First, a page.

Chinese Languages in Aotearoa is a project created by Te Papa to highlight the complexity of cultural identity within Chinese New Zealand communities. In partnership with Te Papa, here we feature a panel from a new short comic created for the project. To learn more about the project read our interview with curator Grace Gassin.
“Xixi’s story is one of strength and grace. I was drawn to the way that relearning her mother tongues is playing a part in a larger process of reconnection and healing. With this comic, I tried to strike a balance — while many of Xixi’s experiences have been difficult (reflecting challenges that migrant communities and children sometimes face), I wanted to make sure I also included some of the positive relationships and moments that have shaped Xixi’s life.”
K Emma Ng (吴佩賢). To read the full comic, click here. (Sponsored)
Burnett’s legacy has now been immortalised, with the NZAF this week changing its name to the Burnett Foundation Aotearoa. It’s a “big deal” for an organisation that has kept Aids in its name for 37 years, says new chief executive Joe Rich. The foundation heard feedback that Aids was losing relevance as the organisation addresses different needs, and any name change had to honour “the sheer bravery and the incredible work that was done in the early days, where it was really a crisis in every sense of the word”, Rich says. “It was a real fight for people to survive, to create the social environment where we could even talk about gay men having safe sex.”
Jacinda Ardern will travel to Sydney later today for her first face-to-face meeting with new Australian prime minister Anthony Albanese.
It’s not only the first time the pair have met since Albanese took office, but Ardern will become the first foreign leader to meet with the new Australian PM on Australian soil.
It’s expected, reports Sky News Australia, that the 501 deportation scheme will be at the forefront of discussions. “This is also an opportunity for new conversations to be had on aspects of the bilateral relationship that have been difficult for a number of years,” she told a press conference on Tuesday.
The pair will meet for an informal dinner tonight followed by bilateral talks tomorrow.
Ardern also signalled that she will raise issues impacting the Pacific like climate change, the Indo Pacific Economic Framework, AUKUS, and the upcoming Pacific Island Forum.
Speaker of the House Trevor Mallard has dodged questions about his handling of the parliament protest earlier this year.
Mallard fronted to a select committee yesterday, ostensibly to answer questions on parliament’s budget for 2022. But, as both RNZ and Newshub detailed, he was primarily questioned by opposition MPs over his decisions around the anti-mandate occupation.
Mallard faced criticism for, among other actions, turning the sprinklers on those camped out and for planning loud music on repeat. He also faced the threat of legal action after trespass notices were initially sent to former MPs including Winston Peters.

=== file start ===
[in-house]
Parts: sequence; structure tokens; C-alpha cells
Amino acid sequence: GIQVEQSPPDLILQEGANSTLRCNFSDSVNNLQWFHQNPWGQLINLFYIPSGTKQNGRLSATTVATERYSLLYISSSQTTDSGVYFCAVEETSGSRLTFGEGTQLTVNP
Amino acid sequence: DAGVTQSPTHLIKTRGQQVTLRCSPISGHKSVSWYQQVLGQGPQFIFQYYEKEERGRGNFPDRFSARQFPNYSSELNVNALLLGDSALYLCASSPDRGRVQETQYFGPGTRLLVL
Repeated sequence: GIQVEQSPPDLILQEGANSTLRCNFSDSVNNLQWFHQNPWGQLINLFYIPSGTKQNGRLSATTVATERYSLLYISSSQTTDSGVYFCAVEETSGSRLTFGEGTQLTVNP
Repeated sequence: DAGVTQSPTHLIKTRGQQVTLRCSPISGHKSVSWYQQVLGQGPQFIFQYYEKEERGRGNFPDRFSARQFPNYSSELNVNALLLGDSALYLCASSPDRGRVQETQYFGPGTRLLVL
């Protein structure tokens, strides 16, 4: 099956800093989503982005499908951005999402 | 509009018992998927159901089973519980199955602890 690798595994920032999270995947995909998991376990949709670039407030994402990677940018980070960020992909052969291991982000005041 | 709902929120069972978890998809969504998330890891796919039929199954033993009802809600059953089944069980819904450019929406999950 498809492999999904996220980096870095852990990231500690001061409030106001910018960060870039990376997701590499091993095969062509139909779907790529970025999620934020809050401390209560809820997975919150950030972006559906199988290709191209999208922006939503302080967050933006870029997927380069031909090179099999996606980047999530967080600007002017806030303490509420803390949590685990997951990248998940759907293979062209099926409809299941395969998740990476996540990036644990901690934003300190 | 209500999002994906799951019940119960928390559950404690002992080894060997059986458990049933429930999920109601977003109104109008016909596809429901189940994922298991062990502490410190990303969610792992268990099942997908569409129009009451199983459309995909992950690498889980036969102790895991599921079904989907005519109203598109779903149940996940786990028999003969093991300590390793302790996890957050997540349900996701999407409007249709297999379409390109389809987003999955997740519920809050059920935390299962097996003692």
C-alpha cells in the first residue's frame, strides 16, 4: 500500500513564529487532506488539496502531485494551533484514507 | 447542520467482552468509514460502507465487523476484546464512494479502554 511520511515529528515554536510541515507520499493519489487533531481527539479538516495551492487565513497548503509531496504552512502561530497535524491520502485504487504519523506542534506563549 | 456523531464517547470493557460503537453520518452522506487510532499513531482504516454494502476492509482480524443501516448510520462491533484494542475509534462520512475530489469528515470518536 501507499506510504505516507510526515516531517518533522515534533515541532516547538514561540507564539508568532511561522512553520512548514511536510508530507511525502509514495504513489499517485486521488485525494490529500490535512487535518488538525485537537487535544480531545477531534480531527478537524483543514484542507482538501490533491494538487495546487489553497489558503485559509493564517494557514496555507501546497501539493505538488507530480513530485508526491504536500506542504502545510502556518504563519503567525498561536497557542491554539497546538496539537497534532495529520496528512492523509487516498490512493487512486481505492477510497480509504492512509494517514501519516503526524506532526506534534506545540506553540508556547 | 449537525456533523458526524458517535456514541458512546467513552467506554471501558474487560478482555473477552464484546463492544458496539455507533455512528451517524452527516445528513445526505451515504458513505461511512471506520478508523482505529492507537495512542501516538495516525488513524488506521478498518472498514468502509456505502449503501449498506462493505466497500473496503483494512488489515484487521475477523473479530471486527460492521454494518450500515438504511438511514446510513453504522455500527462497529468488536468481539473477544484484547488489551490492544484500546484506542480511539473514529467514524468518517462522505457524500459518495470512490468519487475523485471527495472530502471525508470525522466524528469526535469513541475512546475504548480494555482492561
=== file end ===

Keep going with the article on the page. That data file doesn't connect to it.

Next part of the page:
During the committee, Mallard insisted the matter was not in the public interest.
“I’m certainly not going to get into that area because as I’ve made clear there are over 200 court cases, there’s an IPCA (Independent Police Conduct Authority) inquiry into a number of police, and a general inquiry, and I’m not going to prejudice,” he said.
“It’s not in the public interest to prejudice any of those and I’m not going to be commenting on that for those reasons.”
When leaving the committee, the speaker issued a firm no comment to the waiting group of reporters. (You can watch footage of this on Newshub).
National’s Chris Bishop said that was unacceptable. “The fact that he basically just refused to answer questions about it I found pretty astonishing,” he said.
Te Pāti Māori co-leader Debbie Ngarewa-Packer similarly called for more transparency from Mallard. “We have ex-MPs who have been affected and asking us for opinions and it’s like ‘well, we can’t have an opinion where we’re not shared what on Earth he’s doing’.”
Mallard arrived back at parliament this week after a European tour with backbench MPs, including ex-National leader Judith Collins.
The trial of two men accused of operating a scheme to fraudulently conceal nearly $750,000 of party donations started in the High Court in Auckland on Tuesday. In his opening address, Paul Wicks QC, acting for the Serious Fraud Office, said “between 2015 and 2020, about 40 donors to the New Zealand First Party believed their donations were going to the party, but they didn’t because of a fraudulent device, trick or stratagem by the defendants.” The two men still have name suppression despite multiple attempts by the media to oppose it.
As reported by the Herald’s Sam Hurley, yesterday’s proceedings saw political consultant Apirana Dawson give evidence. Dawson said party leader Winston Peters was often frustrated at a lack of fundraising efforts, and a lack of a steady stream of donations was one of the reasons the foundation was created.